Ultra running phenomenon David Johnston from Willow has notched another win in the first stage of the Iditarod Trail Invitational.
The holder of the record time for the 350-mile stage from the community of Knik over the Alaska Range to the Interior community of McGrath, Johnson reached the finish line in the tiny, Kuskokwim River city at 10:45 p.m. Thursday.
His time was 4 days, 8 hours and 45 minutes. It was about seven hours off the record pace he set last year.
The hard, often snowless Iditarod Trail that was a boon to fat-tired bikers this year did not help runners and hikers. They pull their survival gear along the trail on sleds, and sleds slide better on snow than on rocks, dirt and frozen tussocks.
Most of the Iditarod north of the Alaska Range this year is dirt and frozen tussocks. The conditions forced the Iditarod Trail Sled Dog Race to move its real start north to Fairbanks on Monday.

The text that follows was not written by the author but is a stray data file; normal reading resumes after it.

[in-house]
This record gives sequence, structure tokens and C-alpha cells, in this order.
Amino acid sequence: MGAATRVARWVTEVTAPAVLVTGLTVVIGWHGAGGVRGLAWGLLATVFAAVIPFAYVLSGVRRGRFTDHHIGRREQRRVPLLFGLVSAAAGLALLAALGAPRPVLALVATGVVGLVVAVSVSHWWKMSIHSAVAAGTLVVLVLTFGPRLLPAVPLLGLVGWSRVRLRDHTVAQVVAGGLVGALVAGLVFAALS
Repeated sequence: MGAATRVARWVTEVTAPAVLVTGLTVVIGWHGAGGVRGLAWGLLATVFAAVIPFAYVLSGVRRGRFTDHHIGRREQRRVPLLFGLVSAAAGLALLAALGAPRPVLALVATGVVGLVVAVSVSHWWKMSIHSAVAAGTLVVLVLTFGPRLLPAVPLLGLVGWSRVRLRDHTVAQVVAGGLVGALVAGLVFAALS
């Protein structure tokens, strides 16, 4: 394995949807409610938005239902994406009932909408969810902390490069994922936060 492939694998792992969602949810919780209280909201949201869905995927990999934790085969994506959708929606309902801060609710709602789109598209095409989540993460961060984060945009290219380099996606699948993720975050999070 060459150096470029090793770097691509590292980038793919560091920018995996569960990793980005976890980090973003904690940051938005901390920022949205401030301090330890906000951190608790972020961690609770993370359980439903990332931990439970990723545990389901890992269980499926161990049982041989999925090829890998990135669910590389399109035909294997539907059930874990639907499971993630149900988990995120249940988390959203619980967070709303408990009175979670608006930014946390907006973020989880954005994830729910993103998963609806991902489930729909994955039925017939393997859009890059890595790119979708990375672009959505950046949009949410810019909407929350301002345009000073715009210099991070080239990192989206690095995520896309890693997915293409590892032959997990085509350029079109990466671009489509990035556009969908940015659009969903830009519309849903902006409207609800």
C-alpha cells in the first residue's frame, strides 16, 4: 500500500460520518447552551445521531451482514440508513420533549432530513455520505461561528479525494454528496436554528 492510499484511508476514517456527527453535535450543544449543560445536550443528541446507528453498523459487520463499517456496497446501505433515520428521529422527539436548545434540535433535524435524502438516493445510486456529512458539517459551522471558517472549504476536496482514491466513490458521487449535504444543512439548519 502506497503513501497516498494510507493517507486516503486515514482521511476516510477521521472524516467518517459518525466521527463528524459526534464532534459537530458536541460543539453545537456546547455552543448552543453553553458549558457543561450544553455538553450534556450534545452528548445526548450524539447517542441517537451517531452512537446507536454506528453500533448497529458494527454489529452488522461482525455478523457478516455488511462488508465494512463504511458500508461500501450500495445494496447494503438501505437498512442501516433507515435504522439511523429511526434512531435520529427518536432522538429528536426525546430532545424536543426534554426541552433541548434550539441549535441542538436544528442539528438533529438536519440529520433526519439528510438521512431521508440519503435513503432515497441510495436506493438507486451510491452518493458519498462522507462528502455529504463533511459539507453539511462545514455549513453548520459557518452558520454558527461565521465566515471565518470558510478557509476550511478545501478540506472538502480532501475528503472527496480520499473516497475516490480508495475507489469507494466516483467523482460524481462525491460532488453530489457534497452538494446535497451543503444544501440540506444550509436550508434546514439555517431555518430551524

But the conditions that were a nightmare for the dog race helped several fat-tire bikers reach McGrath in less than two days.
Race winner John Lackey from Anchorage took about 8 hours off the fastest time ever posted by an Iditarod Trail Sled Dog Race dog team, setting a time some competitors believe might last forever.
Lackey's record of 1 day, 18 hours and 32 minutes was thought simply impossible prior to this year. And cyclists agree the snow-short condition of the trail was key to speeding him on his way north.
A lot of other cyclists used the conditions to set personal records. Thirty cyclists reached McGrath before Johnston this year. Only 21 managed that last year. It was an indication of the difference the conditions made.
And when Johnston pulled into McGrath, the leaders of the final stage of the Invitational -- another 650 miles from McGrath to Nome -- were more than 200 miles ahead on the trail, closing on the Yukon River community of Ruby.
Among the leaders was Jeff Oatley from Fairbanks who set a record time of 10 days, 2 hours and 53 minutes to Nome last year.
North and east of Ruby, Interior Alaska trails are hard and fast, which has fueled speculation that those pushing on to Nome -- Oatley, Jay Petervary from Idaho, Phil Hoftstetter from Nome or Pavl Richt of the Czech Republic -- might break the 10-day barrier, and possibly even come close to musher Dallas Seavey's record Iditarod run of 8 days, 13 hours and 4 minutes in 2014.